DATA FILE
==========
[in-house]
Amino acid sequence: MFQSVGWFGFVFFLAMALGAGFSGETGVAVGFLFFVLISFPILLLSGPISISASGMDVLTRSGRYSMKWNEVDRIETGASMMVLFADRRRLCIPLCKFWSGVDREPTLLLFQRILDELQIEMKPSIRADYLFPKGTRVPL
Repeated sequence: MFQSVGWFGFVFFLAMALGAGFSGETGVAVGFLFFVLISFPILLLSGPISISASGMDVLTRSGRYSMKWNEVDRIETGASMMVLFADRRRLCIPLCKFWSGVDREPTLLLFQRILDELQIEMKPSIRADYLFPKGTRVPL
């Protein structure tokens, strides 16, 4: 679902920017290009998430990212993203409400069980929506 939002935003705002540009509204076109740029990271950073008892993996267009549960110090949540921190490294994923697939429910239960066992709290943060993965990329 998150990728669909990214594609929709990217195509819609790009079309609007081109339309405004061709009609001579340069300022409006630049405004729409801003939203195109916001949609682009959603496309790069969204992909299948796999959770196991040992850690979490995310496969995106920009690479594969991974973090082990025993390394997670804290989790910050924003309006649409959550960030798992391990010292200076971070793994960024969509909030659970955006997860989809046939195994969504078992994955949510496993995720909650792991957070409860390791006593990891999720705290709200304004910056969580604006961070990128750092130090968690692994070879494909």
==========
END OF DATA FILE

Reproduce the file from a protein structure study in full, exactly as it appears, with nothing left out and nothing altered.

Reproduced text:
[in-house]
Amino acid sequence: MFQSVGWFGFVFFLAMALGAGFSGETGVAVGFLFFVLISFPILLLSGPISISASGMDVLTRSGRYSMKWNEVDRIETGASMMVLFADRRRLCIPLCKFWSGVDREPTLLLFQRILDELQIEMKPSIRADYLFPKGTRVPL
Repeated sequence: MFQSVGWFGFVFFLAMALGAGFSGETGVAVGFLFFVLISFPILLLSGPISISASGMDVLTRSGRYSMKWNEVDRIETGASMMVLFADRRRLCIPLCKFWSGVDREPTLLLFQRILDELQIEMKPSIRADYLFPKGTRVPL
């Protein structure tokens, strides 16, 4: 679902920017290009998430990212993203409400069980929506 939002935003705002540009509204076109740029990271950073008892993996267009549960110090949540921190490294994923697939429910239960066992709290943060993965990329 998150990728669909990214594609929709990217195509819609790009079309609007081109339309405004061709009609001579340069300022409006630049405004729409801003939203195109916001949609682009959603496309790069969204992909299948796999959770196991040992850690979490995310496969995106920009690479594969991974973090082990025993390394997670804290989790910050924003309006649409959550960030798992391990010292200076971070793994960024969509909030659970955006997860989809046939195994969504078992994955949510496993995720909650792991957070409860390791006593990891999720705290709200304004910056969580604006961070990128750092130090968690692994070879494909």